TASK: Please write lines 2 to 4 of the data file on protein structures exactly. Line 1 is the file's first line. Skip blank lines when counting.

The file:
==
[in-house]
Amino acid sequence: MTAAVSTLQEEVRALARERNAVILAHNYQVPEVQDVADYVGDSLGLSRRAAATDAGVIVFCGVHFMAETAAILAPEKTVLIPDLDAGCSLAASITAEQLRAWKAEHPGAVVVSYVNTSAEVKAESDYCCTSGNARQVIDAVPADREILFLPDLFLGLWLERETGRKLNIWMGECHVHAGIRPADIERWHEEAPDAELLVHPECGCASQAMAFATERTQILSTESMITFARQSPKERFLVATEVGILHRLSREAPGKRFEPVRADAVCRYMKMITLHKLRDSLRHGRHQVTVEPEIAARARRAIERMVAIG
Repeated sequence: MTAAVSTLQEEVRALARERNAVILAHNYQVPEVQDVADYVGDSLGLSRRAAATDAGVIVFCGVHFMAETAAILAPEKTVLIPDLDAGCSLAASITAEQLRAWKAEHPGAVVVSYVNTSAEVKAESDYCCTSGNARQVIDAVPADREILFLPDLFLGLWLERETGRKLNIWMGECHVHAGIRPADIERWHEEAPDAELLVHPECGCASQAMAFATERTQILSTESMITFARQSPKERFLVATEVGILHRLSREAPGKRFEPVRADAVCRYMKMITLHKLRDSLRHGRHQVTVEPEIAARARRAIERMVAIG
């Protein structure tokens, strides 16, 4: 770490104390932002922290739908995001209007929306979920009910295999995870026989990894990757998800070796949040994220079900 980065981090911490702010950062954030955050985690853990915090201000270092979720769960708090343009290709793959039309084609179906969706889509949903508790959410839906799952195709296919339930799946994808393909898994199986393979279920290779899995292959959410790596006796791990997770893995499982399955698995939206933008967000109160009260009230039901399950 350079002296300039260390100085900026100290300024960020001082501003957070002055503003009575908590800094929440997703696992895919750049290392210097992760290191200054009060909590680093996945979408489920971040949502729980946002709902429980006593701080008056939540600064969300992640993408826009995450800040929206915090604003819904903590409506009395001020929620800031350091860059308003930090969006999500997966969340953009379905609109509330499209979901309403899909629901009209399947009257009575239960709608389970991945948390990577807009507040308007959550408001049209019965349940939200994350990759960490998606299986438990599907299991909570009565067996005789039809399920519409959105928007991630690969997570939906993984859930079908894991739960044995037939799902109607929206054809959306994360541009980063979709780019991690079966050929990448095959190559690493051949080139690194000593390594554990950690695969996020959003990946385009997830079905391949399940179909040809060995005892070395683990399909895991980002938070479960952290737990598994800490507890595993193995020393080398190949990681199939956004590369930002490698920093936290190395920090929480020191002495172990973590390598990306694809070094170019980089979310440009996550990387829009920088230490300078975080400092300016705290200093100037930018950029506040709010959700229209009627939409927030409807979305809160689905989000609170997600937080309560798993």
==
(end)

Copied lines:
Amino acid sequence: MTAAVSTLQEEVRALARERNAVILAHNYQVPEVQDVADYVGDSLGLSRRAAATDAGVIVFCGVHFMAETAAILAPEKTVLIPDLDAGCSLAASITAEQLRAWKAEHPGAVVVSYVNTSAEVKAESDYCCTSGNARQVIDAVPADREILFLPDLFLGLWLERETGRKLNIWMGECHVHAGIRPADIERWHEEAPDAELLVHPECGCASQAMAFATERTQILSTESMITFARQSPKERFLVATEVGILHRLSREAPGKRFEPVRADAVCRYMKMITLHKLRDSLRHGRHQVTVEPEIAARARRAIERMVAIG
Repeated sequence: MTAAVSTLQEEVRALARERNAVILAHNYQVPEVQDVADYVGDSLGLSRRAAATDAGVIVFCGVHFMAETAAILAPEKTVLIPDLDAGCSLAASITAEQLRAWKAEHPGAVVVSYVNTSAEVKAESDYCCTSGNARQVIDAVPADREILFLPDLFLGLWLERETGRKLNIWMGECHVHAGIRPADIERWHEEAPDAELLVHPECGCASQAMAFATERTQILSTESMITFARQSPKERFLVATEVGILHRLSREAPGKRFEPVRADAVCRYMKMITLHKLRDSLRHGRHQVTVEPEIAARARRAIERMVAIG
């Protein structure tokens, strides 16, 4: 770490104390932002922290739908995001209007929306979920009910295999995870026989990894990757998800070796949040994220079900 980065981090911490702010950062954030955050985690853990915090201000270092979720769960708090343009290709793959039309084609179906969706889509949903508790959410839906799952195709296919339930799946994808393909898994199986393979279920290779899995292959959410790596006796791990997770893995499982399955698995939206933008967000109160009260009230039901399950 350079002296300039260390100085900026100290300024960020001082501003957070002055503003009575908590800094929440997703696992895919750049290392210097992760290191200054009060909590680093996945979408489920971040949502729980946002709902429980006593701080008056939540600064969300992640993408826009995450800040929206915090604003819904903590409506009395001020929620800031350091860059308003930090969006999500997966969340953009379905609109509330499209979901309403899909629901009209399947009257009575239960709608389970991945948390990577807009507040308007959550408001049209019965349940939200994350990759960490998606299986438990599907299991909570009565067996005789039809399920519409959105928007991630690969997570939906993984859930079908894991739960044995037939799902109607929206054809959306994360541009980063979709780019991690079966050929990448095959190559690493051949080139690194000593390594554990950690695969996020959003990946385009997830079905391949399940179909040809060995005892070395683990399909895991980002938070479960952290737990598994800490507890595993193995020393080398190949990681199939956004590369930002490698920093936290190395920090929480020191002495172990973590390598990306694809070094170019980089979310440009996550990387829009920088230490300078975080400092300016705290200093100037930018950029506040709010959700229209009627939409927030409807979305809160689905989000609170997600937080309560798993």